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FORECLOSURES MOVE TO NEW YORK SENATE

05/15/2008


The latest bill passed by the New York Assembly asks for a moratorium on all foreclosures. Presumably, the Assembly thinks that a sledge hammer is the correct approach to the housing crisis.

This piece of legislation merely extends the misery of many of these homeowners for an additional year. It fails to propose a practical solution to the following fundamental problems:

·
There is insufficient income to cover the mortgages in question.

·
In many cases, these lower home prices will fail to cover the amount of the mortgage on the property.

This legislation will create an environment that makes it difficult for the general population to secure mortgages in New York State. Rather, New York taxpayers will soon find themselves paying for the 2 or 3 percent of their fellow citizens who have encountered financial difficulty. This legislation is a “band-aid” solution that will cause more financial damage to the entire population than assistance to the few that need it.

What should our legislators in Albany do?


·
Create a department within the HPD (and the affiliated agencies across the State) that is staffed by knowledgeable people to provide actual targeted assistance to homeowners suffering from foreclosure.

·
Provide a formal notice to borrowers at least 60 days before beginning a residential foreclosure action (this is part of Governor Patterson’s alternative “foreclosure” legislation).

·
Set up mediation for possible resolution of each residential foreclosure. There are many companies such as JAMS or AAA that are geared up to do this.

Please let me know what you think by responding to us at
info@kleinsolomon.com .


Thank You. -- Ed Klein

FORECLOSURE FIGHT MOVES TO NY SENATE
CRAIN'S NEW YORK BUSINESS
BY DANIEL MASSEY


http://www.crainsnewyork.com/apps/pbcs.dll/article?AID=/20080511/FREE/24030254

A showdown looms in the state Senate over a bill that would impose a one-year moratorium on foreclosures.

The legislation, which the Assembly passed by an overwhelming majority last week, has drawn the ire of the banking industry and some Republicans, who seem prepared instead to support a bill proposed by Gov. David Paterson.

Foreclosure filings in the state rose 40% in the first quarter from the year-earlier period, to about 14,000, according to RealtyTrac, and more New Yorkers are falling behind on their mortgage payments. With federal legislation stalled, state Democrats and Republicans and their allies say that something needs to be done, but that's where the agreement ends.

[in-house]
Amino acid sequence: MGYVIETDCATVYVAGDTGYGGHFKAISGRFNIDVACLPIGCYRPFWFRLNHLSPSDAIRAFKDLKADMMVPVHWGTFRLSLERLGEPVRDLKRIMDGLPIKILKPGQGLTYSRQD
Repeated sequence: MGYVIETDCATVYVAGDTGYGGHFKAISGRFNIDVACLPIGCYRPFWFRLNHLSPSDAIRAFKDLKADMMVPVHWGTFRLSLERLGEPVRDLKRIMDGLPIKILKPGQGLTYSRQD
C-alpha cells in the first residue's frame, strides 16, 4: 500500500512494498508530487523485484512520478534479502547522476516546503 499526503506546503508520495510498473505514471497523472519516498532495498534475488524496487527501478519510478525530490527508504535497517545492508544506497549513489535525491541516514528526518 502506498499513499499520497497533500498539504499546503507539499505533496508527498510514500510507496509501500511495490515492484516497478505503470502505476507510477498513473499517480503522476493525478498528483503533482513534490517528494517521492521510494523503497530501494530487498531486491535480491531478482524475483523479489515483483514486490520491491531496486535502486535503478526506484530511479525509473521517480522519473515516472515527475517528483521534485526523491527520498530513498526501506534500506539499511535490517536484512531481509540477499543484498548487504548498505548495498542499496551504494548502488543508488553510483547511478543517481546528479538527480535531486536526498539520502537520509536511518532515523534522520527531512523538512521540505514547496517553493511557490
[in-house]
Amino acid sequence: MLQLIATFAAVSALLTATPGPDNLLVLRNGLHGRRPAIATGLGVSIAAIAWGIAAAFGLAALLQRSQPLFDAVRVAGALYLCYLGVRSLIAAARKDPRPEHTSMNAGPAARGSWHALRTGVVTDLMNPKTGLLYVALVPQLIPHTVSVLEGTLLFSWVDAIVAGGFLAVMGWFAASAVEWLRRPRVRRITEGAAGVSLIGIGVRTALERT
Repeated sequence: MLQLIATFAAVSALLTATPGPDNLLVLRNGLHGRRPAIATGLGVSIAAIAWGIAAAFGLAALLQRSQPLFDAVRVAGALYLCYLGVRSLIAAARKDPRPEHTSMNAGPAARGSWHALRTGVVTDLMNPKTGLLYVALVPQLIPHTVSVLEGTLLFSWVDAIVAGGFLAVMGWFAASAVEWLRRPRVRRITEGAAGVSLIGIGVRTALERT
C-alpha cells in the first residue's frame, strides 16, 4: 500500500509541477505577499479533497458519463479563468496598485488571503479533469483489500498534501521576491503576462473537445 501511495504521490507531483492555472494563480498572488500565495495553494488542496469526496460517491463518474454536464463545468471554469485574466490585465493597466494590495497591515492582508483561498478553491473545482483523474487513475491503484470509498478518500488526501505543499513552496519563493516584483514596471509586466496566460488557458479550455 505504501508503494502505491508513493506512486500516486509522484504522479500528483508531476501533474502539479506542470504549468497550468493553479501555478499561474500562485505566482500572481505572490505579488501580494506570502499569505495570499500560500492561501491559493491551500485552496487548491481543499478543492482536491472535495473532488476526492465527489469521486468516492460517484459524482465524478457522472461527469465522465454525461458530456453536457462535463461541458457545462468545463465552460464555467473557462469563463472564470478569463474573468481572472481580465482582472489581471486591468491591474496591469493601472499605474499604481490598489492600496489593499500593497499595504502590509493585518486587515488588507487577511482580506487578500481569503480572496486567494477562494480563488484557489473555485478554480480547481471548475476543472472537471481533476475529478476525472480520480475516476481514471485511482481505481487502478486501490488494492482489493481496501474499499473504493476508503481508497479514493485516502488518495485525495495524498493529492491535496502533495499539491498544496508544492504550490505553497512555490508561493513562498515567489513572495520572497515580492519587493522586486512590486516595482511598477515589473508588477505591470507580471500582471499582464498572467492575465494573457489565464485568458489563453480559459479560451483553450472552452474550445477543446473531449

“The industry's answer is 'We don't need regulation,' but that's what they were saying 10 years ago, and you see the mess we've gotten into,” says Josh Zinner, co-director of the Neighborhood Economic Development Advocacy Project.

Democrats and housing activists say that a one-year moratorium combined with a strengthening of the governor's plan—which focuses on assisting those facing foreclosure and avoiding another crisis—would help address the issue.

But the idea of stopping the clock for subprime borrowers who make minimum monthly payments determined by a judge is anathema to lenders, who say it would make it harder for creditworthy New Yorkers to get mortgages.

Senate Republicans appear to be getting behind the Paterson bill.

Emphasis on governor's bill

“If something is going to happen in this area, it's going to involve the governor's program bill,” says Hugh Farley, R-Schenectady, chairman of the Senate Banking Committee.

But housing advocates are gearing up for a fight in the chamber, where, spearheaded by Acorn, they have persuaded Republican Sen. Frank Padavan of Queens to sponsor the moratorium measure.

“If Sen. Padavan and his colleagues are serious, they will follow the Assembly's lead and pass this legislation without delay,” says Acorn Executive Director Bertha Lewis.

The Paterson legislation, which came out of the Banking Department, steers clear of the tricky moratorium question. It would require lenders to send a notice to borrowers at least 60 days before beginning a residential foreclosure action and would mandate that the parties meet with a judge to work out a settlement. It also expands the state's anti-predatory lending laws and rules governing borrowers' ability to repay loans.

Advocates say that bill needs even more protection for borrowers, but mortgage industry experts say it goes too far and would inhibit lenders' ability to provide credit.

Hearing today

The debate will continue before the Senate Banking Committee today as mortgage and housing groups testify on the governor's proposal. It's unclear how the Assembly would react if a watered-down Paterson bill is approved by the Senate.

Banking and financial services companies spent $7.3 million on lobbying statewide in 2007, according to the state Commission on Public Integrity. Banking industry political action committees donated a total of at least $426,000 to Senate and Assembly members—a significant amount in a nonelection year—according to the New York Public Interest Research Group.

At least $168,000 of that amount went to Senate Republicans, and at least $107,000 was donated to Assembly Democrats.

Observers of state politics say that the moratorium might have served a purpose, even if it doesn't become law.

“What it does is provide an impetus and momentum to bring attention to the issue,” says Patricia Salkin, director of the Government Law Center of Albany Law School. “Somehow, you always wind up with a new law where all the different perspectives have had a chance to weigh in.”

-- Daniel Massey is a Reporter at Crain's New York Business

Copyright 2008 Crain's New York Business


 


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